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Unit information: Italy's Questione della lingua in 2018/19

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Unit name Italy's Questione della lingua
Unit code ITAL30061
Credit points 20
Level of study H/6
Teaching block(s) Teaching Block 1 (weeks 1 - 12)
Unit director Dr. Rhiannon Daniels
Open unit status Not open




School/department Department of Italian
Faculty Faculty of Arts


This unit will be taught by Dr Paul Howard

Italy’s rich linguistic diversity is one of its many strengths and continuing sources of appeal, but historically it has also posed a headache over which of its many spoken varieties to adopt as the standard, initially as the vehicle of literature and later as the national language following Unification. Dante was one of the first to consider the conundrum, but canonical authors such as Boccaccio, Machiavelli and Manzoni all continued to grapple with the problem throughout the ages. It was still a sensitive issue under Fascism, and would only really resolve itself with relatively recent developments in Italian history including conscription, migration and the advent of mass media. Students returning from the Year Abroad in Italy, however, will recognize that linguistic diversity remains a constant daily reality in the peninsula.

Why does this continue to be the case? Is there still a gap between the oral idiom and the written language? What do we mean by Italian anyway? What is a dialect in the Italian context? And why is the language of literature so important in Italian history? This unit aims to answer these and other questions by analysing how the debate has been framed by key thinkers over the centuries in light of the pressing social, political and historical developments of the day. It will consider successive proposed solutions to the problem, particularly in response to technological innovations (e.g. the printing press in the fifteenth century; radio and television in the twentieth century). For each of the three main divisions of the course, the Middle Ages, the Renaissance, and the Modern period, the central tenets of the discussion will be anchored in vivid textual examples, namely though not confined to the following: Dante’s De vulgari eloquentia (c. 1305), Machiavelli’s La Mandragola (1518), and Manzoni’s I promessi sposi (definitive edition 1840).

Intended learning outcomes

On successful completion of this unit, students will be able to:

  1. Demonstrate an in-depth understanding of a central theme in Italian culture, and of the linguistic diversity of the Italian peninsula in historical terms
  2. Synthesise complex responses to the core problem of linguistic diversity from a range of culturally, theoretically, and politically contingent standpoints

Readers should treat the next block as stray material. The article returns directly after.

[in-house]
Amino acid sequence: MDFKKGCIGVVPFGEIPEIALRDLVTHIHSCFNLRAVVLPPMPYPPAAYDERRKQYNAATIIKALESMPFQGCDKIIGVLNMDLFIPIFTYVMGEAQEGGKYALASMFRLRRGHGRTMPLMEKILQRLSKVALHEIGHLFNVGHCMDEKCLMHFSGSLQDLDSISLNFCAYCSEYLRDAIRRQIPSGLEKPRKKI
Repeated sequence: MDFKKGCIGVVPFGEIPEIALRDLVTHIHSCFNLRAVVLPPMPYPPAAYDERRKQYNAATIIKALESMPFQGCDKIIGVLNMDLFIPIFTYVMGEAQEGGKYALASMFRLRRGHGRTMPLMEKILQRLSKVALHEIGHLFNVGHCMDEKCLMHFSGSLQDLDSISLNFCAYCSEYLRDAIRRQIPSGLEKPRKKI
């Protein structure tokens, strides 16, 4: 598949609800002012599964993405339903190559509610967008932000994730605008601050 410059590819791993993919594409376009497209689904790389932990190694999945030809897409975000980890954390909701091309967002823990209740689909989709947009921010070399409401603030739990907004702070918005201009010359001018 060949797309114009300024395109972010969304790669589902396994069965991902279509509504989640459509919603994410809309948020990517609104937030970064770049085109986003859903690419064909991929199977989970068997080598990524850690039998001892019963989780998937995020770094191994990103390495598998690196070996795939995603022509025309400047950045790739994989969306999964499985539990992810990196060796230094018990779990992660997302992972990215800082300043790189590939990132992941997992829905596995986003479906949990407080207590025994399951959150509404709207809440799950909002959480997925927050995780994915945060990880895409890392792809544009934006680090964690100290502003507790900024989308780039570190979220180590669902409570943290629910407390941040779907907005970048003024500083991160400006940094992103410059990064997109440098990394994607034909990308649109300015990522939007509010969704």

3. Analyse written primary texts from a variety of historical periods making appropriate use of critical concepts as appropriate to level H
  4. Situate texts within their socio-historical and intellectual contexts
  5. Carry out independent research appropriate to level H
  6. Communicate findings effectively, both orally and in writing, in an appropriate style and level of complexity

Teaching details

1 weekly lecture

1 weekly seminar

Assessment Details

One 15-minute oral presentation (25%)

One written assignment of 1500 words (25%)

One written assignment of 3000 words (50%)

The oral presentation will be an exercise in synthesizing and communicating effectively a body of primary and/or secondary material on an allocated topic (ILOs 1, 2, 6). The shorter written assignment will be an exercise in detailed close analysis of a literary or linguistic text (ILOs 3, 4, 6). The final essay will be a wider enquiry into a chosen topic, engaging a number of critical texts as well as primary sources (ILOs 1-6).

Reading and References

Directly on the Questione della lingua:

Anna Laura Lepschy and Giulio Lepschy, The Italian Language Today (London: Routledge, 2002), especially section entitled ‘A Historical View’, pp. 19-40.

Bruno Migliorini and T Gwynfor Griffith, The Italian Language (London: Faber and Faber, 1984).

Claudio Marazzini, Breve storia della questione della lingua (Bologna: Il Mulino, 2004).

Main exemplary texts:

Dante Alighieri, De vulgari eloquentia. The best edition and English translation is by Steven Botterill (Cambridge: Cambridge University Press, 1996). English translation also available at

Niccolò Machiavelli, La Mandragola. The recommended edition is by Guido Davico Bonino (Turin: Einaudi, 1980).

Alessandro Manzoni, I promessi sposi. Any edition.